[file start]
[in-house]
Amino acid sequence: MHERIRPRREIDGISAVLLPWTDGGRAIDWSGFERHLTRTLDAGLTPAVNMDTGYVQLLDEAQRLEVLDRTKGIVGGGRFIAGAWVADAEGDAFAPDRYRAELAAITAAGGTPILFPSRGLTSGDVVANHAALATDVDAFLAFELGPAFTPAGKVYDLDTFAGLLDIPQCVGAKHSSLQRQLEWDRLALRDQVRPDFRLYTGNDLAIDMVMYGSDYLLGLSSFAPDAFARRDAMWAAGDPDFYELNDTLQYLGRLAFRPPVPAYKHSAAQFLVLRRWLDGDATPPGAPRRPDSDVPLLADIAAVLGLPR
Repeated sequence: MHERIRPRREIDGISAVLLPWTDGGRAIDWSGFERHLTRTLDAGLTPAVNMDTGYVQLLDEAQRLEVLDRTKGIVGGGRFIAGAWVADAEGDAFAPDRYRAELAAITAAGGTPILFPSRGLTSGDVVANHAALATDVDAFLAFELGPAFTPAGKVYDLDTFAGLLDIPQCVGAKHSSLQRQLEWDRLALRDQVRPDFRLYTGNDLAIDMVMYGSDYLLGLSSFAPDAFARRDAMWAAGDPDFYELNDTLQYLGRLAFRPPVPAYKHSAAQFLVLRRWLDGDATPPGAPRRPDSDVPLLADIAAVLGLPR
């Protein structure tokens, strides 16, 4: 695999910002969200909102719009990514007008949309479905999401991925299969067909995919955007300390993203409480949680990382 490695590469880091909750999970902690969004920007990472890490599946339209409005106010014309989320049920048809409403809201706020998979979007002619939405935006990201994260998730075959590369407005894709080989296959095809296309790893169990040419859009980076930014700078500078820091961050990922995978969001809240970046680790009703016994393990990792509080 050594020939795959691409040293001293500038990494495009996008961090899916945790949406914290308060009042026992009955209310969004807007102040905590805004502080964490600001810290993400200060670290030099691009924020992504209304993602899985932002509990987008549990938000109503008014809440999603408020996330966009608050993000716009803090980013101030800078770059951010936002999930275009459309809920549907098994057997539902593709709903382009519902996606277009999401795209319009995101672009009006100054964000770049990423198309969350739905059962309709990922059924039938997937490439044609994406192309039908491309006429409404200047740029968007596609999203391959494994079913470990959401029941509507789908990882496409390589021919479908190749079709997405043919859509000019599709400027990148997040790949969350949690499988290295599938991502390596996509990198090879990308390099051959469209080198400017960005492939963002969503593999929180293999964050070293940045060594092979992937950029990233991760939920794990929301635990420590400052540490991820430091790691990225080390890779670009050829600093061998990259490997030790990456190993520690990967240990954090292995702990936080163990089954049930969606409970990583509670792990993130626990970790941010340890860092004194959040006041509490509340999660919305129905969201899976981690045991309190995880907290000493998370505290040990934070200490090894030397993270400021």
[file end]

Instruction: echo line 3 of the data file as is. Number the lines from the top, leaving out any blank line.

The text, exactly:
Repeated sequence: MHERIRPRREIDGISAVLLPWTDGGRAIDWSGFERHLTRTLDAGLTPAVNMDTGYVQLLDEAQRLEVLDRTKGIVGGGRFIAGAWVADAEGDAFAPDRYRAELAAITAAGGTPILFPSRGLTSGDVVANHAALATDVDAFLAFELGPAFTPAGKVYDLDTFAGLLDIPQCVGAKHSSLQRQLEWDRLALRDQVRPDFRLYTGNDLAIDMVMYGSDYLLGLSSFAPDAFARRDAMWAAGDPDFYELNDTLQYLGRLAFRPPVPAYKHSAAQFLVLRRWLDGDATPPGAPRRPDSDVPLLADIAAVLGLPR